I Prefer the Early Stuff – The Winter Olympics (Album Review)
In an age when pop artists and Top 40 bands produce singles every few months, it’s almost a rarity to find a musician or band that spends years working on an album – nonetheless, a decade. This October, the Winter Olympics will be releasing its long-awaited debut studio album, “Profit and Loss,” which follows its self-released, self-titled EP. The first single from the album, “I Prefer the Early Stuff,” will be released May 28.
The Winter Olympics classifies itself as a “dance, punk, indie, rock ‘n’ roll band,” and this describes “I Prefer the Early Stuff” perfectly. However, this track gravitates more toward the “dance” genre. In fact, the song conjures up images of high schoolers jumping around with glow sticks (which is appropriate since two of the band members met at an indie disco). Unfortunately, this song doesn’t have many notable qualities. The sound is very simplistic, and the vocalist continues to hit the same few notes throughout the song. It also takes quite a while to build to the climax of the track, which is just the chorus along with some muffled, unintelligible singing.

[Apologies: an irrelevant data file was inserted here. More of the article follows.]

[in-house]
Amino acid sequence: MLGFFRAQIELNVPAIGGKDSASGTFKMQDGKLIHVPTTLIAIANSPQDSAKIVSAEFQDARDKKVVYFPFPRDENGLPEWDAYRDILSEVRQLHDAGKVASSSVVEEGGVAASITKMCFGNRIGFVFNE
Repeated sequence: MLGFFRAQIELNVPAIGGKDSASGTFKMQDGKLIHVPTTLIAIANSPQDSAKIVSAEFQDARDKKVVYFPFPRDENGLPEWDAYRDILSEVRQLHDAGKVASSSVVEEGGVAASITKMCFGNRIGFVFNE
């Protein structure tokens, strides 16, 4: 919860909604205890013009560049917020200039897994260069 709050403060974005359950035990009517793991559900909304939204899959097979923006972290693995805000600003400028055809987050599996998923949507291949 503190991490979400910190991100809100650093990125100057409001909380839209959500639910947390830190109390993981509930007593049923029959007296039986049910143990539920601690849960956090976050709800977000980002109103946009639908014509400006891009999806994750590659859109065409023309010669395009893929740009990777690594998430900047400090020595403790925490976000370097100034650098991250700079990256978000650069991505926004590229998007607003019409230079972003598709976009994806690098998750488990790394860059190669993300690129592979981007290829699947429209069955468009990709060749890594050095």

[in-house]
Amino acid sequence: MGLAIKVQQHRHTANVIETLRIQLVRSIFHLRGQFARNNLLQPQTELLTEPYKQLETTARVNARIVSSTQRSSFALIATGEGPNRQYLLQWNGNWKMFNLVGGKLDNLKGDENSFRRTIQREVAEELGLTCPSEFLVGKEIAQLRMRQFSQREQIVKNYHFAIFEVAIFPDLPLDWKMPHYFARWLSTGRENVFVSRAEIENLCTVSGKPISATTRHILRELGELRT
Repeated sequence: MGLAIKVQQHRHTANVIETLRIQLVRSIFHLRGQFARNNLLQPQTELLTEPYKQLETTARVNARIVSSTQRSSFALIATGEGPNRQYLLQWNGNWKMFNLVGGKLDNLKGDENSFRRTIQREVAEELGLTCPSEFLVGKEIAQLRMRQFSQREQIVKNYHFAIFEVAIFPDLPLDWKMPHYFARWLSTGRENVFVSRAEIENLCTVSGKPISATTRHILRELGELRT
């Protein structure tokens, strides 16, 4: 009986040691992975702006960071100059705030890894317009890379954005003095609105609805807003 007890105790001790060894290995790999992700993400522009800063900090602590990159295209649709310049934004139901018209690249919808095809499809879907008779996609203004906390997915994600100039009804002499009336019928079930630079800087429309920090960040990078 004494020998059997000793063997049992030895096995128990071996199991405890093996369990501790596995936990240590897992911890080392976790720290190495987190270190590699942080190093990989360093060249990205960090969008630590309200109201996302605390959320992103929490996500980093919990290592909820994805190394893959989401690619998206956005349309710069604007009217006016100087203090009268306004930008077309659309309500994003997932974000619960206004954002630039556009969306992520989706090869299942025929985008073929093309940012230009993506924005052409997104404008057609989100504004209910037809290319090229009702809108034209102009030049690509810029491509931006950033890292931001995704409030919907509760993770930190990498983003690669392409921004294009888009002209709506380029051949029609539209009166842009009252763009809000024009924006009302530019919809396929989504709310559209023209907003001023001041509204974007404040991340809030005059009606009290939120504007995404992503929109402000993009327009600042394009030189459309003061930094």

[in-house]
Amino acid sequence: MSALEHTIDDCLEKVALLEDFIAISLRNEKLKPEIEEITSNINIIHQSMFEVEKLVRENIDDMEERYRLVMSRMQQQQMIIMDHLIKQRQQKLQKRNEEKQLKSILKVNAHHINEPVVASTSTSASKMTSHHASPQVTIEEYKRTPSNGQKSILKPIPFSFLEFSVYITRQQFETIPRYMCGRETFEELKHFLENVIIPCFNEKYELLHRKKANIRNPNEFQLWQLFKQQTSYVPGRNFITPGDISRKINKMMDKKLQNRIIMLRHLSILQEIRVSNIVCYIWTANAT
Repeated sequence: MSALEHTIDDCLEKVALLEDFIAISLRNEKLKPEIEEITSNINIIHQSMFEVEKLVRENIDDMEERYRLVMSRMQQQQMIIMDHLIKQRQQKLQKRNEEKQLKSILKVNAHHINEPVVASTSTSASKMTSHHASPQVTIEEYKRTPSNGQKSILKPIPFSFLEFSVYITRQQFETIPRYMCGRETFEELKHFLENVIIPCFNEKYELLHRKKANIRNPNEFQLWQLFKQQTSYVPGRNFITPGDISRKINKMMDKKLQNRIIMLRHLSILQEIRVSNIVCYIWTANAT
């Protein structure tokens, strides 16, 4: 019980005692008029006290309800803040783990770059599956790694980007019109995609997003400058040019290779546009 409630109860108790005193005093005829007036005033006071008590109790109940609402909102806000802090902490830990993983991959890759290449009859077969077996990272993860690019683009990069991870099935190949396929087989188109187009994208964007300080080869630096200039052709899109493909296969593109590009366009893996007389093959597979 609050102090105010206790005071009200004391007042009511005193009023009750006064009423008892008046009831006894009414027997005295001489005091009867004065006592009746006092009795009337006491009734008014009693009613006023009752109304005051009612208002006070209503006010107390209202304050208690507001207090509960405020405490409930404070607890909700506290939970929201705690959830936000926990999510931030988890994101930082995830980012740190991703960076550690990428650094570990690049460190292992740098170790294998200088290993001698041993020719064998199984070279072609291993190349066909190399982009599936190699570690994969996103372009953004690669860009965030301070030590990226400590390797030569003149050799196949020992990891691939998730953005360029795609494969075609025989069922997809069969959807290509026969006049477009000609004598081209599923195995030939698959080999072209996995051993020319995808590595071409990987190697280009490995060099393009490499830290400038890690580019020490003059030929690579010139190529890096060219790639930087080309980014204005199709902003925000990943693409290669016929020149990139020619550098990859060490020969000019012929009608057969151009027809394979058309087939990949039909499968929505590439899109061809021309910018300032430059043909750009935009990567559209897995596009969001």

On the other hand, the lyrics are very relatable. The song is about music and relationships and how both seem to lose their luster over time. “I prefer the early stuff/ When everything was good enough/ When passion could still cover up/ The fact that we just made it up.” The irony about this song and its meaning is that although it’s the single from the band’s first full-length album, the band has been together since 2002. One would think that releasing a band’s first full-length album is too soon to be jaded about the music industry, but these guys (and girl) already have the experience under their belts.
Although this track isn’t particularly memorable, the Winter Olympics likely put on a very lively, fun show. Perhaps, instead of going the record-label route, the band should consider its own lyrics and just play for the sake of playing: “Nowadays it’s so rehearsed/ Practice seems to make it worse.”